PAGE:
On the snowy Saturday morning of February 8th, a sold out crowd came to the much-anticipated Genealogy Seminar at the Blair-Caldwell African American Research Library.  The day was facilitated by Linda Harms Okazaki, a genealogist based in California with extensive knowledge of Japanese and Japanese American history and genealogy.  Sakura Foundation was pleased to present this in-demand event and to share this conversation with Linda:

Q. What sparked your interest in genealogy?

A. I first got interested in genealogy in the late 1990s when I won a software package by Broderbund called “Family Tree Maker.” Initially, I began gathering names and dates, but I didn’t really know what I was doing. Growing up, I knew very little about my ancestors, especially my mother’s ancestors. Every discovery captured my interest more and more.

Q. What have you discovered about your own ancestry that was most interesting or rewarding?

A. There have been so many interesting and rewarding experiences in my own research that it’s hard to pick just one. Uncovering the stories is what I find rewarding. One ancestor seemed to have dropped out of the sky one day in San Francisco. It was 1867. Eventually, I discovered a newspaper notice that indicated he changed his name from Richard Harvey Emerson to Emerson Corville. That was just the tip of the iceberg. He fled Australia with a mistress and two children, escaping the law and a huge debt. Once he changed his name, he still continued to do business with his two brothers in Australia.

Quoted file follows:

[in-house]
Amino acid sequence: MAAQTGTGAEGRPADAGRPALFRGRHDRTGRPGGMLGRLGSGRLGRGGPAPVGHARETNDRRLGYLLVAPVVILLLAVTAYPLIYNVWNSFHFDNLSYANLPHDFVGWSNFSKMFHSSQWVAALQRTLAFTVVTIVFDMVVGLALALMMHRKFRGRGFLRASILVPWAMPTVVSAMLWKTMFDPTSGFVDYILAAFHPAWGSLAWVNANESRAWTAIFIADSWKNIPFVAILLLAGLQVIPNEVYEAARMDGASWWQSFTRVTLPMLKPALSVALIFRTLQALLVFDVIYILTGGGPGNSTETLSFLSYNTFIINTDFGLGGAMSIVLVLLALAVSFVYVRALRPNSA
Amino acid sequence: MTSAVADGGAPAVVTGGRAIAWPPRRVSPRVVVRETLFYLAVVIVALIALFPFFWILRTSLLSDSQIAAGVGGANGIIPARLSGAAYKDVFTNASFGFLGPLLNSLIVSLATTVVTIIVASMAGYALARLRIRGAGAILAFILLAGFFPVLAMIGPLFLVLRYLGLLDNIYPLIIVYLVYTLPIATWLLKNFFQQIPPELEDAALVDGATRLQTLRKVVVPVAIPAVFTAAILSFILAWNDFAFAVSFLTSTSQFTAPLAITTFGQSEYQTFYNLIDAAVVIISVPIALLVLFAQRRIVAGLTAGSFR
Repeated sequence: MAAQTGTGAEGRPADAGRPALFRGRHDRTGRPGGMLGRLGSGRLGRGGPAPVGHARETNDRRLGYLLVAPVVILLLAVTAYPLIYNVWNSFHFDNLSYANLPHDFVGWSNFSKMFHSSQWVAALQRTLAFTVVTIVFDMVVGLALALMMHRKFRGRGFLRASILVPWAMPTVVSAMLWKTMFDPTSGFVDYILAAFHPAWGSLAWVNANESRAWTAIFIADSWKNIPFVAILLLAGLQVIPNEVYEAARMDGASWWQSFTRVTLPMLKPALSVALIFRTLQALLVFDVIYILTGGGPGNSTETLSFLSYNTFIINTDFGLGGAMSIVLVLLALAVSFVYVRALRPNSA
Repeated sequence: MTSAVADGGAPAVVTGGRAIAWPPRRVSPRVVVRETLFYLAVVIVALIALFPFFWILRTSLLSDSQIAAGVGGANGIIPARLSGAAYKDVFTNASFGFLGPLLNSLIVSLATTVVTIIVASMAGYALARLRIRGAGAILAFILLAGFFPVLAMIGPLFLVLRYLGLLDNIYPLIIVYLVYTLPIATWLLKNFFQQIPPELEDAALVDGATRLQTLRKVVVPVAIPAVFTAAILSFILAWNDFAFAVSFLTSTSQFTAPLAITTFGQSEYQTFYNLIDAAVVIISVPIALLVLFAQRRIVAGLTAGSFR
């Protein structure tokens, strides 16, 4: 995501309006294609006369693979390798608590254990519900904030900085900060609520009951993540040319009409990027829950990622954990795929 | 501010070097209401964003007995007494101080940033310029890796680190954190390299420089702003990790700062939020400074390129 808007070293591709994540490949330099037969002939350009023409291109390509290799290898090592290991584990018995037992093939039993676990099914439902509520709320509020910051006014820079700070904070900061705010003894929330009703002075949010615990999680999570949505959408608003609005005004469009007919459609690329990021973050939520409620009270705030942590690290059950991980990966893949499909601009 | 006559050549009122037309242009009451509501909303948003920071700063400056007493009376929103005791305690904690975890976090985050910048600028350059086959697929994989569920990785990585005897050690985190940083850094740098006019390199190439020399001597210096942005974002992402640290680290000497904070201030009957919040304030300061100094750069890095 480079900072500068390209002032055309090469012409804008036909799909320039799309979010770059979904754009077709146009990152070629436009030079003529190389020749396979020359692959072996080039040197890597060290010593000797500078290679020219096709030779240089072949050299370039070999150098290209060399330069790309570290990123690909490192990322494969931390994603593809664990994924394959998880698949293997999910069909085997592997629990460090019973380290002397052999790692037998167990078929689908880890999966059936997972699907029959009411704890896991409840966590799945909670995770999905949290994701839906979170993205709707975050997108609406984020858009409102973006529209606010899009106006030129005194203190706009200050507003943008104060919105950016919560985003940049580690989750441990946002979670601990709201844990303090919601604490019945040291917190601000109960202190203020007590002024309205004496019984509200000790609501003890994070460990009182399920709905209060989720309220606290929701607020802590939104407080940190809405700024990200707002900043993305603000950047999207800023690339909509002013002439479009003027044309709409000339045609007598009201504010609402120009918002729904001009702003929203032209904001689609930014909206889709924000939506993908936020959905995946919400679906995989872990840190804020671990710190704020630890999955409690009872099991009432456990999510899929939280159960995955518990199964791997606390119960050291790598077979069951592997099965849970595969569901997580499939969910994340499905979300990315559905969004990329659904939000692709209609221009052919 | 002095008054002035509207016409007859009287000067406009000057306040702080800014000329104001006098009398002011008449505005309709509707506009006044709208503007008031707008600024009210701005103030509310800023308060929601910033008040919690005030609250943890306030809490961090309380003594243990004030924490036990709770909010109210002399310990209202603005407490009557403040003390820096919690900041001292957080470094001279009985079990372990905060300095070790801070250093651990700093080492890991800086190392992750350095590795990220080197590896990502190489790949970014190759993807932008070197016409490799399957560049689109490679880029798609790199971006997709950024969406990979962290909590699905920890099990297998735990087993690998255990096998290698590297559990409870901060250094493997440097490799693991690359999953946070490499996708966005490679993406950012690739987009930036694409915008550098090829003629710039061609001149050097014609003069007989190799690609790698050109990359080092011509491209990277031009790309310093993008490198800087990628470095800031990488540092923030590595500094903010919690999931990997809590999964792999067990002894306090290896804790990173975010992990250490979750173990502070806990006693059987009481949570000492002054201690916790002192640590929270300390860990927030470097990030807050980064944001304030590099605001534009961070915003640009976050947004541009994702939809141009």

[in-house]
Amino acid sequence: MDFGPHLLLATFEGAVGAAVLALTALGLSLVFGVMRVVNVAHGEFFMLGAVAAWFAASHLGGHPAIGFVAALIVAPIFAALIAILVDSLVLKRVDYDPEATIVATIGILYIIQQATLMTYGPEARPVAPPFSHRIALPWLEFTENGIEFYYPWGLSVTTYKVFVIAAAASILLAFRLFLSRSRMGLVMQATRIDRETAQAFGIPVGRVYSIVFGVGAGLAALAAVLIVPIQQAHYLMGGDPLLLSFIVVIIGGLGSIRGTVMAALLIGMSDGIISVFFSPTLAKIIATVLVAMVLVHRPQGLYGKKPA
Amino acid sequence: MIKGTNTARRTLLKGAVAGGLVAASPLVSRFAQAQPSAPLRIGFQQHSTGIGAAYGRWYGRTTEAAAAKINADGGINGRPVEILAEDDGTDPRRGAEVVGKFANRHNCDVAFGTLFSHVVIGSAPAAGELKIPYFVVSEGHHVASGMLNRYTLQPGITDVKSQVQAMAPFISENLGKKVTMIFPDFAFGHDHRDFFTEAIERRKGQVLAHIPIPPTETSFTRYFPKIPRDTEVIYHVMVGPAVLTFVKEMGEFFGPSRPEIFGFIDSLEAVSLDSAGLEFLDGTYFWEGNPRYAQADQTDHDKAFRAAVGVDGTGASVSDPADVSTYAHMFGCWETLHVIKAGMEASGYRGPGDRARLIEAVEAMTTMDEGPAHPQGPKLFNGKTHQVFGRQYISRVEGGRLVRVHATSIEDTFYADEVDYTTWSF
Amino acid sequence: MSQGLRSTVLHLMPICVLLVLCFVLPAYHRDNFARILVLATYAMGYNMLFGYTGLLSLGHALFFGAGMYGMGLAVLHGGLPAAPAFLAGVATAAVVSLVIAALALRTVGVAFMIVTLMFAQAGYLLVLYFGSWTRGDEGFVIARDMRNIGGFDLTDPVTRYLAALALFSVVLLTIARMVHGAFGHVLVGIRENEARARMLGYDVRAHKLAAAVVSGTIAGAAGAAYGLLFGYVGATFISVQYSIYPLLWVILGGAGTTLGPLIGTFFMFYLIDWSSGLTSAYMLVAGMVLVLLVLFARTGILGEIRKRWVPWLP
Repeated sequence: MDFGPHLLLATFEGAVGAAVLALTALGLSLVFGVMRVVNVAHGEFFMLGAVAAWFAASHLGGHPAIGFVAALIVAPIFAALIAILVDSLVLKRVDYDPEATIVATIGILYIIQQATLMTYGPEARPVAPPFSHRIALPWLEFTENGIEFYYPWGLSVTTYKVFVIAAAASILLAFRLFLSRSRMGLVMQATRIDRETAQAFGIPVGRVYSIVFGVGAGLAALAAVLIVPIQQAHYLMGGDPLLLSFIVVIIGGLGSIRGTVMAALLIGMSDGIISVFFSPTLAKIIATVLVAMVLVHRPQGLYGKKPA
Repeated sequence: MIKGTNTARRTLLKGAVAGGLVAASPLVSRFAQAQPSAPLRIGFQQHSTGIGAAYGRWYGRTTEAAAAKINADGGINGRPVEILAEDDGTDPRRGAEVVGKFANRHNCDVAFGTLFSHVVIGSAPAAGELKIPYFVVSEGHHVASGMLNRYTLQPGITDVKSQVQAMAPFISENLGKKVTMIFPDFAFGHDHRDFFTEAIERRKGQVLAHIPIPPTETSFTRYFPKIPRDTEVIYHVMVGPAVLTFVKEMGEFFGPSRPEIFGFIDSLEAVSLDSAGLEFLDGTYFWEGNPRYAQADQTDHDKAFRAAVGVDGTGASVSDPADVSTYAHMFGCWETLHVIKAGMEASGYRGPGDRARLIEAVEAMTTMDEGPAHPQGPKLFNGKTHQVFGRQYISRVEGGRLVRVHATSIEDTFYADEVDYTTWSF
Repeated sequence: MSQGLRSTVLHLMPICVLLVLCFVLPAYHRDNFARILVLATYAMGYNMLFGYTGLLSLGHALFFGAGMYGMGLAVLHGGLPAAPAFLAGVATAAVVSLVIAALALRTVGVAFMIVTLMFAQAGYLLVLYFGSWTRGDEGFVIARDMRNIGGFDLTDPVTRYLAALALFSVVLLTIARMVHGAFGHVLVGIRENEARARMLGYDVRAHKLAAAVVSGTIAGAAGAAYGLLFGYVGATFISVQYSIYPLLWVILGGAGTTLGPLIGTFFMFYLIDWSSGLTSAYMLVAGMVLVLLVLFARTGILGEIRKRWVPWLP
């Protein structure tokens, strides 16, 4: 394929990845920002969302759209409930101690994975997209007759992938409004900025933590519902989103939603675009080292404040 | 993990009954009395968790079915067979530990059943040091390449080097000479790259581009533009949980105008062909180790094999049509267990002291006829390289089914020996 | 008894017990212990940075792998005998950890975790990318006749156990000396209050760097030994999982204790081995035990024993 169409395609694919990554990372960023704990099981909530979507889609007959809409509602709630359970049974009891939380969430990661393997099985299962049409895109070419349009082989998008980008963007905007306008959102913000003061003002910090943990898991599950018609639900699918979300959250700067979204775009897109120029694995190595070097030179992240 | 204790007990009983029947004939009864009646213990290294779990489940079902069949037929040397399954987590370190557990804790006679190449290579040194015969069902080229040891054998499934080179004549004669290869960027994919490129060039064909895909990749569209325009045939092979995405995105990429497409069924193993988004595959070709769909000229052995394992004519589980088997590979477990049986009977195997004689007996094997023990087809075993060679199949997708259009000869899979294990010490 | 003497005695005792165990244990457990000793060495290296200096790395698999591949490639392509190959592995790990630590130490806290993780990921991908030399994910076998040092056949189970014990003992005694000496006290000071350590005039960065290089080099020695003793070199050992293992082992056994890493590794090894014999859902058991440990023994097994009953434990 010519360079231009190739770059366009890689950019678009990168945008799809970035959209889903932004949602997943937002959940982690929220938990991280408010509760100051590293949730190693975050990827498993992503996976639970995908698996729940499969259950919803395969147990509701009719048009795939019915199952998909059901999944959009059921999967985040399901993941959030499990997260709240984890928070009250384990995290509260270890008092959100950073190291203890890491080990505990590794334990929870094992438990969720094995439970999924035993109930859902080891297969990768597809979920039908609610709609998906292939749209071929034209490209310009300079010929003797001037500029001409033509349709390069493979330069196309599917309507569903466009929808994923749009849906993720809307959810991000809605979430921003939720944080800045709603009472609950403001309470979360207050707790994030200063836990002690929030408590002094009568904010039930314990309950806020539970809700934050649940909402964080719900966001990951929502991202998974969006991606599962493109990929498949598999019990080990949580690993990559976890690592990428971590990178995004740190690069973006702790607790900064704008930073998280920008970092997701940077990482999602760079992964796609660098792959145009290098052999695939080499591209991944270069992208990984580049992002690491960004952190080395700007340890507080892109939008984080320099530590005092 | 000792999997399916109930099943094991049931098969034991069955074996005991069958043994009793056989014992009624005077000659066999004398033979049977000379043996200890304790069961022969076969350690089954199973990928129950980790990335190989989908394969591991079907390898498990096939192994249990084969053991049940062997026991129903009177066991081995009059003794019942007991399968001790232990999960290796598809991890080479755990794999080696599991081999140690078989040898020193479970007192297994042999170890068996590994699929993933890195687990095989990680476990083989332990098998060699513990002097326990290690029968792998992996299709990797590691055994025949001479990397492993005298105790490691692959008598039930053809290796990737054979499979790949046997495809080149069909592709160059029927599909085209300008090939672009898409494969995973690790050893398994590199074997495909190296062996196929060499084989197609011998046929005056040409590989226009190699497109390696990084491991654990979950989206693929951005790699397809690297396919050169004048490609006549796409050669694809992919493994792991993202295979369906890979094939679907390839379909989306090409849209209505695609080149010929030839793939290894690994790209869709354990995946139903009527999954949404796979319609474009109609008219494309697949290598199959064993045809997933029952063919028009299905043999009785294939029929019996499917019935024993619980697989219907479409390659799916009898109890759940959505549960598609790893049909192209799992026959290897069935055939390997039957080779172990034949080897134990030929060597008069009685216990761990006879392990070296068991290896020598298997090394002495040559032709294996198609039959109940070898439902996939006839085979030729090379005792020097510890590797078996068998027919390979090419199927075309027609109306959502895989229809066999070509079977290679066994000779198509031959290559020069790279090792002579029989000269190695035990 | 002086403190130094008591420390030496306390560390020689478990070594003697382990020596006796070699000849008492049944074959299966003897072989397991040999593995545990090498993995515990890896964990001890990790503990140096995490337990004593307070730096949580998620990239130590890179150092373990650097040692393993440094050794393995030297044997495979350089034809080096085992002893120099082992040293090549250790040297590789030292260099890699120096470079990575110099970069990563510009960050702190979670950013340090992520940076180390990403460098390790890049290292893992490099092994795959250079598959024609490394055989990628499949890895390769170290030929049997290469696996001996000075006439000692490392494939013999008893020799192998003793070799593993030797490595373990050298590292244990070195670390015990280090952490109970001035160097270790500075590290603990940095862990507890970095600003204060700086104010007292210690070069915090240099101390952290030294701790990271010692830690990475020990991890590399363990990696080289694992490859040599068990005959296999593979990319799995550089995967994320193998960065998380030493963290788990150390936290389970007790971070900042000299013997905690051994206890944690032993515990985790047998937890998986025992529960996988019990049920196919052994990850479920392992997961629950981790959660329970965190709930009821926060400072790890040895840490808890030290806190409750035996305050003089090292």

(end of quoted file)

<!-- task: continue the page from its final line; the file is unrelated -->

Another story has to do with my mother’s family. Half of the family said my great grandmother died of tuberculosis. The other said she died of Spanish Influenza. A death certificate led to the answer: she died of influenza, complicated by her TB.

A few years ago, I found a 4th cousin using DNA. He was adopted and knew absolutely nothing about his biological family. Now he has an extended family tree.

Q. From the many people who have attended your seminars, what do they say is the greatest value of knowing their family heritage?

A. Without a doubt, Japanese Americans tell me that they have a greater understanding of the experiences of their ancestors, especially the Issei. By uncovering the stories, they gain an appreciation and an empathy otherwise not possible. Camp documents are particularly revealing. The incarceration experience was so traumatic that in many ways, uncovering the family story is emotionally healing for both the survivors and their descendants.

Q. What advice would you give to Japanese Americans who are just beginning to look into their ancestry?

A. Start with yourself and work back in time, documenting each generation. Try not to get too focused on just getting the koseki (Japanese family registry). Rather, take your time gathering all of the records that you can. Try to avoid viewing your ancestors from a modern perspective. Instead, try to understand the time period during which they lived. Look at the laws and historical events which impacted your ancestors. Then take a class, join a genealogical society, walk in your ancestral footsteps and, most importantly, share your results. Genealogy is not only a gift to your descendants, it’s a gift to yourself and a gift to your community.